High season occupancy reported to be worse than expected

A new survey report by the national tourism chamber showed that even in the most popular areas hotel occupancy was below 50 percent during December and January.

Those months are considered the peak of the high season and this also is the time youngsters are out of school and Costa Rican families are likely to go on vacation.

The survey results showed that the situation was even more grim on the Caribbean coast, the northern zone and the central Valley where occupancy was under 30 percent.

The Cámera Nacional de Turismo surveyed 152 hospitality firms all over the country during February. The firms represent 5,600 hotel rooms, the chamber said.

Despite the results, the chamber said that 40.6 percent of the respondents characterized tourism as normal and that only 6.6 percent said it was very bad.

As is typical, less expensive hotels and other hospitality operations attracted the highest number of customers. One-star hotels reported 56.2 percent occupancy, and two-star operations reported 44.1 percent.

Smaller operations also seemed to be preferred with those with 50 to 100 rooms reporting a 62.8 percent occupancy. Hotels with 200 or more rooms said the occupancy rate was just 15.6 percent.

The larger and more expensive operations are those that cater to foreign tourists, who appear to be in short supply this year.

The survey shows that hospitality operators perhaps were over optimistic last December when they estimated their occupancy for the Christmas season. At the time a survey of 142 operations showed the company officials anticipated 76 percent occupancy.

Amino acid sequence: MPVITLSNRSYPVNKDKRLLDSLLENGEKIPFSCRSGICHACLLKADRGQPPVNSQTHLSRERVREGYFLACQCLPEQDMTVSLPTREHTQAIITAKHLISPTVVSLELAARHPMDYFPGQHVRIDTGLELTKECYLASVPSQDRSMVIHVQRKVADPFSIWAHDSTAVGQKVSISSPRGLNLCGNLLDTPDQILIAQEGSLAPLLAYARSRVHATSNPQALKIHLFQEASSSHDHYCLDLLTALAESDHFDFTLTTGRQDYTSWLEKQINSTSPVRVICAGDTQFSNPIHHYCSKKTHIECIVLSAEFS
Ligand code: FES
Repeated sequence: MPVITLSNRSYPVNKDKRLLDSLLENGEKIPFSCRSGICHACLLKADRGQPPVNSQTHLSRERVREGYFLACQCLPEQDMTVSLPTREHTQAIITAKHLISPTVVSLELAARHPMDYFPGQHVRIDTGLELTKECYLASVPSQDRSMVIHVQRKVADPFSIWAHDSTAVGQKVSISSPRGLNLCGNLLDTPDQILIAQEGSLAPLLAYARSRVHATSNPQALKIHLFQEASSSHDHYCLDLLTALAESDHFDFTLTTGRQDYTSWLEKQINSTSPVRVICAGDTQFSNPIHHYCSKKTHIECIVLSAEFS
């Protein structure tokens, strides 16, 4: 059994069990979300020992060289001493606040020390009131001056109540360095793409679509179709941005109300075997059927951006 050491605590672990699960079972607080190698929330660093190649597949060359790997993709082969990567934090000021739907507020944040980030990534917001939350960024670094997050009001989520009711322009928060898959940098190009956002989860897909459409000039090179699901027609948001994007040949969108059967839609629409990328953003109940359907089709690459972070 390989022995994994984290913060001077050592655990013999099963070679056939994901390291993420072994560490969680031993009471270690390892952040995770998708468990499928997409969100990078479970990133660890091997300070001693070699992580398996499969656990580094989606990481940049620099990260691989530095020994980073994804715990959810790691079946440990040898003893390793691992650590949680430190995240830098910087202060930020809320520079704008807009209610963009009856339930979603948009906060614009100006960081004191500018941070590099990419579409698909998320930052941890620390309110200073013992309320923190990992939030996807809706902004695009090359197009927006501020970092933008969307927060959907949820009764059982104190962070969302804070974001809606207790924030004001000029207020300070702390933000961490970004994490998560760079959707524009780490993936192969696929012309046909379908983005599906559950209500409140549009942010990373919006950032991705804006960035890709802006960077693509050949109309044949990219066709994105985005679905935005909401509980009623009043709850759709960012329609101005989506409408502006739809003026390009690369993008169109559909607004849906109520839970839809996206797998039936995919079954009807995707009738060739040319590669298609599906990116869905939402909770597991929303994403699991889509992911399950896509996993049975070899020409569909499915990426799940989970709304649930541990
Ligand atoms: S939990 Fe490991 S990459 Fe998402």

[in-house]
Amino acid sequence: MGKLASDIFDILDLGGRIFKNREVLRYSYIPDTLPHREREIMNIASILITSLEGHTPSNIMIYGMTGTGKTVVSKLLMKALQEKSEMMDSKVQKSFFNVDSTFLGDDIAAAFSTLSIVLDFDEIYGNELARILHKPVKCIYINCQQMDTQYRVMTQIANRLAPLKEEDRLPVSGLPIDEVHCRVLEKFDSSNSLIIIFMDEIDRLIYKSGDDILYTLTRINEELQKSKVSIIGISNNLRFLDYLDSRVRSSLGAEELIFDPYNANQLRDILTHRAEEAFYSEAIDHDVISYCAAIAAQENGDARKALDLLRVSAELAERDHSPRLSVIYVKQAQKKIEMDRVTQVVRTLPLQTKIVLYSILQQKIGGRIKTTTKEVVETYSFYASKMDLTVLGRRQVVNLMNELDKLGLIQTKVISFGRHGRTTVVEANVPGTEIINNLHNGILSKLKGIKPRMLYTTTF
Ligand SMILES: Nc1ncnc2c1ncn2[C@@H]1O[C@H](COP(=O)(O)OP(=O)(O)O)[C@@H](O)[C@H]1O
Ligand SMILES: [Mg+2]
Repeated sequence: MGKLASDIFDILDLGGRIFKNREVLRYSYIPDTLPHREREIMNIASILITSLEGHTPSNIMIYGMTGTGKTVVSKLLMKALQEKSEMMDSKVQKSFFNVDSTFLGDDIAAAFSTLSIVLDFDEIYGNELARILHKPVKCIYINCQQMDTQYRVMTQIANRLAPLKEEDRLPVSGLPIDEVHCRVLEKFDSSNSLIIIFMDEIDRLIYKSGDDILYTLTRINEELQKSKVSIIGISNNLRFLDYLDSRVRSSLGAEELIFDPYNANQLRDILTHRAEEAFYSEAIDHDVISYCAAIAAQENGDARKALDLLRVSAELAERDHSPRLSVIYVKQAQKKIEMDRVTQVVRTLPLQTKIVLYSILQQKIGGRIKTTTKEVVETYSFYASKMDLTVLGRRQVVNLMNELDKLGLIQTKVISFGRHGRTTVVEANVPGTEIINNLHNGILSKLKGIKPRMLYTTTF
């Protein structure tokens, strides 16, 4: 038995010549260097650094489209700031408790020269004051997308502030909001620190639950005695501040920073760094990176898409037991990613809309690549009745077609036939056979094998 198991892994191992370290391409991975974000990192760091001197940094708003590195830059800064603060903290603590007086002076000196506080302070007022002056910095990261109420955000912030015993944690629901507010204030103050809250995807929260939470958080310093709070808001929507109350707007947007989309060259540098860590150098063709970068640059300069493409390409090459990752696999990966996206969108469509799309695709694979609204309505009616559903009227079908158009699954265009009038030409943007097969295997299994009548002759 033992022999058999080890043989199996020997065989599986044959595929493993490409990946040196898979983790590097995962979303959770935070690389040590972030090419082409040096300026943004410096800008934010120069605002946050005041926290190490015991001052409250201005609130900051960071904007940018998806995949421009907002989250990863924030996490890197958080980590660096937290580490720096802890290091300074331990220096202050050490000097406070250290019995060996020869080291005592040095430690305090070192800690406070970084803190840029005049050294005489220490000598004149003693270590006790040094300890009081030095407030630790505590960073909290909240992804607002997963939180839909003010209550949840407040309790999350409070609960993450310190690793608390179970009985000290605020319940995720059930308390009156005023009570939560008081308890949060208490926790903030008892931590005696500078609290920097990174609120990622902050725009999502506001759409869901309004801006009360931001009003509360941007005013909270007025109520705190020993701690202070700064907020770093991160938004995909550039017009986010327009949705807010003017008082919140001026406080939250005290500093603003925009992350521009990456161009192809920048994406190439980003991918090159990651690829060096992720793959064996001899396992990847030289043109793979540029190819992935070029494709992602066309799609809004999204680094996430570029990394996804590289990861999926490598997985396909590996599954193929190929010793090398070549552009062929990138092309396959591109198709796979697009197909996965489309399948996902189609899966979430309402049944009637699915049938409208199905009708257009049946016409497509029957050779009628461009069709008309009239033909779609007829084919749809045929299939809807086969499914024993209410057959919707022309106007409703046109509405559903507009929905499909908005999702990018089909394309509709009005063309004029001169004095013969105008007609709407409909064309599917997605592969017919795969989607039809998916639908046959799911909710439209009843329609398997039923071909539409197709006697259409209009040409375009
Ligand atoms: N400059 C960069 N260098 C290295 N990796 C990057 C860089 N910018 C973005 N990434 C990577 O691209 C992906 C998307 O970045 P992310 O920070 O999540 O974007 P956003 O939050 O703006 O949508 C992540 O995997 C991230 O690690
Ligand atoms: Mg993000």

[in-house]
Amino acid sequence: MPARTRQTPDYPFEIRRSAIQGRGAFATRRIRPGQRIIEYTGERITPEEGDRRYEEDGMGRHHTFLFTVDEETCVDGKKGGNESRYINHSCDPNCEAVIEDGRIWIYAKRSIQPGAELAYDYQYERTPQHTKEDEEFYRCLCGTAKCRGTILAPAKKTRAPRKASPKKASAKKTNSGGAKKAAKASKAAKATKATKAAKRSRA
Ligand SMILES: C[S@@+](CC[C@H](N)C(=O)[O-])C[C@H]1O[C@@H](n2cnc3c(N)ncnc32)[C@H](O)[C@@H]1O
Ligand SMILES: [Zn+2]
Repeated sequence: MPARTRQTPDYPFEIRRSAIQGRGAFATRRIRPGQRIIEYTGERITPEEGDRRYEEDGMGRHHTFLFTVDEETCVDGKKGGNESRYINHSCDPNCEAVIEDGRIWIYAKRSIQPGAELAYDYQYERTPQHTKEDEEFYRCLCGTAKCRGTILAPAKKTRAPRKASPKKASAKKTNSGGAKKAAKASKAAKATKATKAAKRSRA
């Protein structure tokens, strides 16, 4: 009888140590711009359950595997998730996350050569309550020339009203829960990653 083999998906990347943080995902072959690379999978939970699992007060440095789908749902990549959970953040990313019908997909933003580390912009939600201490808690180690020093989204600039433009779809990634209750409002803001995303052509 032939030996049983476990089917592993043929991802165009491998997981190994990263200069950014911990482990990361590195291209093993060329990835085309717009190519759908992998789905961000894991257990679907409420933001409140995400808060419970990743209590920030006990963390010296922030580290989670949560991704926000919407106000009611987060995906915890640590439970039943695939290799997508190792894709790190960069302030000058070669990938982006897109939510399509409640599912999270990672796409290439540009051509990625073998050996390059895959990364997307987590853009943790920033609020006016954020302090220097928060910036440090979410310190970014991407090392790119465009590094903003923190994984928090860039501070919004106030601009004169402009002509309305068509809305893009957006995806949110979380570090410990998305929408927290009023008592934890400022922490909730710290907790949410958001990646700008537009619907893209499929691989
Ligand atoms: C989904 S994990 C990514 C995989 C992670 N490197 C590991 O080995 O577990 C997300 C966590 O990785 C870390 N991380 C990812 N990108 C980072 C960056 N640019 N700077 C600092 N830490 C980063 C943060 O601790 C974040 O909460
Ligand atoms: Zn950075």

A chamber survey of occupancy from December 2011 to last March showed a rate of 70.5 percent.

The tourism industry has been hard hit by world economic conditions. But the central government also sees tourists as a source of income and has increased various taxes. For example, the tax to leave the country now is $29, which means a family of five would have to pay $145 just to pass through a national airport.

In addition, the Instituto Costarricense de Turismo has been paying for the Policía de Turismo under an agreement with the security ministry.

Arecent study by the INCAE Business School said that the industry had a weak strategy.

The tourism institute came in for criticism online in the Web site of the new Asociacion Para La Proteccion Del Turismo en Costa Rica for plastering the subways in Madrid, Spain, with photos of a tropical bird that does not even live in Costa Rica. The campaign cost $300,000.

An earlier campaign featuring a talking sloth and trip giveaways did not seem to have much impact in tourism numbers.

Tourism operators themselves also seem to be challenged in promotion and seem to rely on cheaper, less effective marketing techinques.

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